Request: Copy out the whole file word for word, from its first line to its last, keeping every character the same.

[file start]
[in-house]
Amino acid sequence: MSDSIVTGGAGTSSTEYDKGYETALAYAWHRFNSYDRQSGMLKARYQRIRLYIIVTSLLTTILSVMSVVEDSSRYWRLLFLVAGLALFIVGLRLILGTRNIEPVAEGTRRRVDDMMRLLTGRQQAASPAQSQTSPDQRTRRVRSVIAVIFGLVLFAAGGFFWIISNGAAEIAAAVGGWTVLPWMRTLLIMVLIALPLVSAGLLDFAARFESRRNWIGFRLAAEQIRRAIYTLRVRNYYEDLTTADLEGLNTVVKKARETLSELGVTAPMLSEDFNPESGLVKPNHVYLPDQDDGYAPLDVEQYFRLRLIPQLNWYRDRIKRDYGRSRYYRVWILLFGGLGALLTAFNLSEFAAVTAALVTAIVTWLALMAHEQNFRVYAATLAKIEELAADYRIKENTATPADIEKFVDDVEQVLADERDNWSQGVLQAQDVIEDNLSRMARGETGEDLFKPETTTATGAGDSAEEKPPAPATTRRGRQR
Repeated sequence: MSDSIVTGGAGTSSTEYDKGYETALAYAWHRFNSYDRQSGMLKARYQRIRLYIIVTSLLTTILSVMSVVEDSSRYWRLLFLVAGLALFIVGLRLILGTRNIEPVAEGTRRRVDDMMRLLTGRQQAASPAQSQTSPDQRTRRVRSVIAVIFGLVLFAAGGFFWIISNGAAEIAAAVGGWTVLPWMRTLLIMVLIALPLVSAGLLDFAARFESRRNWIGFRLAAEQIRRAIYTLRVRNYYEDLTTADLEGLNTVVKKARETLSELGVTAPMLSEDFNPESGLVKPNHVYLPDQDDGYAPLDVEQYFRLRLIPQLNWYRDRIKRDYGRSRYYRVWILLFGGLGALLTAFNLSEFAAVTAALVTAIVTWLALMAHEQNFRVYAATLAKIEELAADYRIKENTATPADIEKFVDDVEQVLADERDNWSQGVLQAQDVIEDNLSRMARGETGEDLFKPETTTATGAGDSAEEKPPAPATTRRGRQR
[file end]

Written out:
[in-house]
Amino acid sequence: MSDSIVTGGAGTSSTEYDKGYETALAYAWHRFNSYDRQSGMLKARYQRIRLYIIVTSLLTTILSVMSVVEDSSRYWRLLFLVAGLALFIVGLRLILGTRNIEPVAEGTRRRVDDMMRLLTGRQQAASPAQSQTSPDQRTRRVRSVIAVIFGLVLFAAGGFFWIISNGAAEIAAAVGGWTVLPWMRTLLIMVLIALPLVSAGLLDFAARFESRRNWIGFRLAAEQIRRAIYTLRVRNYYEDLTTADLEGLNTVVKKARETLSELGVTAPMLSEDFNPESGLVKPNHVYLPDQDDGYAPLDVEQYFRLRLIPQLNWYRDRIKRDYGRSRYYRVWILLFGGLGALLTAFNLSEFAAVTAALVTAIVTWLALMAHEQNFRVYAATLAKIEELAADYRIKENTATPADIEKFVDDVEQVLADERDNWSQGVLQAQDVIEDNLSRMARGETGEDLFKPETTTATGAGDSAEEKPPAPATTRRGRQR
Repeated sequence: MSDSIVTGGAGTSSTEYDKGYETALAYAWHRFNSYDRQSGMLKARYQRIRLYIIVTSLLTTILSVMSVVEDSSRYWRLLFLVAGLALFIVGLRLILGTRNIEPVAEGTRRRVDDMMRLLTGRQQAASPAQSQTSPDQRTRRVRSVIAVIFGLVLFAAGGFFWIISNGAAEIAAAVGGWTVLPWMRTLLIMVLIALPLVSAGLLDFAARFESRRNWIGFRLAAEQIRRAIYTLRVRNYYEDLTTADLEGLNTVVKKARETLSELGVTAPMLSEDFNPESGLVKPNHVYLPDQDDGYAPLDVEQYFRLRLIPQLNWYRDRIKRDYGRSRYYRVWILLFGGLGALLTAFNLSEFAAVTAALVTAIVTWLALMAHEQNFRVYAATLAKIEELAADYRIKENTATPADIEKFVDDVEQVLADERDNWSQGVLQAQDVIEDNLSRMARGETGEDLFKPETTTATGAGDSAEEKPPAPATTRRGRQR